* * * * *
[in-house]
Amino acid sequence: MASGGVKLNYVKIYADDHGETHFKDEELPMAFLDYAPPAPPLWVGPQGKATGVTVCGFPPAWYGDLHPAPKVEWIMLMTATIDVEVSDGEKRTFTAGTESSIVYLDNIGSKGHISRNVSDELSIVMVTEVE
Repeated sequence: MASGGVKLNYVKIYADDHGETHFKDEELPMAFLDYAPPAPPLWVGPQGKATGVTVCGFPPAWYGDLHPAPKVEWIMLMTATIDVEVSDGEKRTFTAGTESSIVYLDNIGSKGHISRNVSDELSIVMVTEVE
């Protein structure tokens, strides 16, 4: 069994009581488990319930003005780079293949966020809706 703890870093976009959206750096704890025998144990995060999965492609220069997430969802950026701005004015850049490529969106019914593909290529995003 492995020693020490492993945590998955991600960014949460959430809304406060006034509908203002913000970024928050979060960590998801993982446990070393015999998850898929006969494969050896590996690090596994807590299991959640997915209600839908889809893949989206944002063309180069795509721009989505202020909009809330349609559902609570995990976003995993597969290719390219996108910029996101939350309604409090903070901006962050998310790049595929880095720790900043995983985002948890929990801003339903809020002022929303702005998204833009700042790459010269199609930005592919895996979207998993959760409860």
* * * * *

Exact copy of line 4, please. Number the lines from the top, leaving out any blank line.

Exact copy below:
């Protein structure tokens, strides 16, 4: 069994009581488990319930003005780079293949966020809706 703890870093976009959206750096704890025998144990995060999965492609220069997430969802950026701005004015850049490529969106019914593909290529995003 492995020693020490492993945590998955991600960014949460959430809304406060006034509908203002913000970024928050979060960590998801993982446990070393015999998850898929006969494969050896590996690090596994807590299991959640997915209600839908889809893949989206944002063309180069795509721009989505202020909009809330349609559902609570995990976003995993597969290719390219996108910029996101939350309604409090903070901006962050998310790049595929880095720790900043995983985002948890929990801003339903809020002022929303702005998204833009700042790459010269199609930005592919895996979207998993959760409860």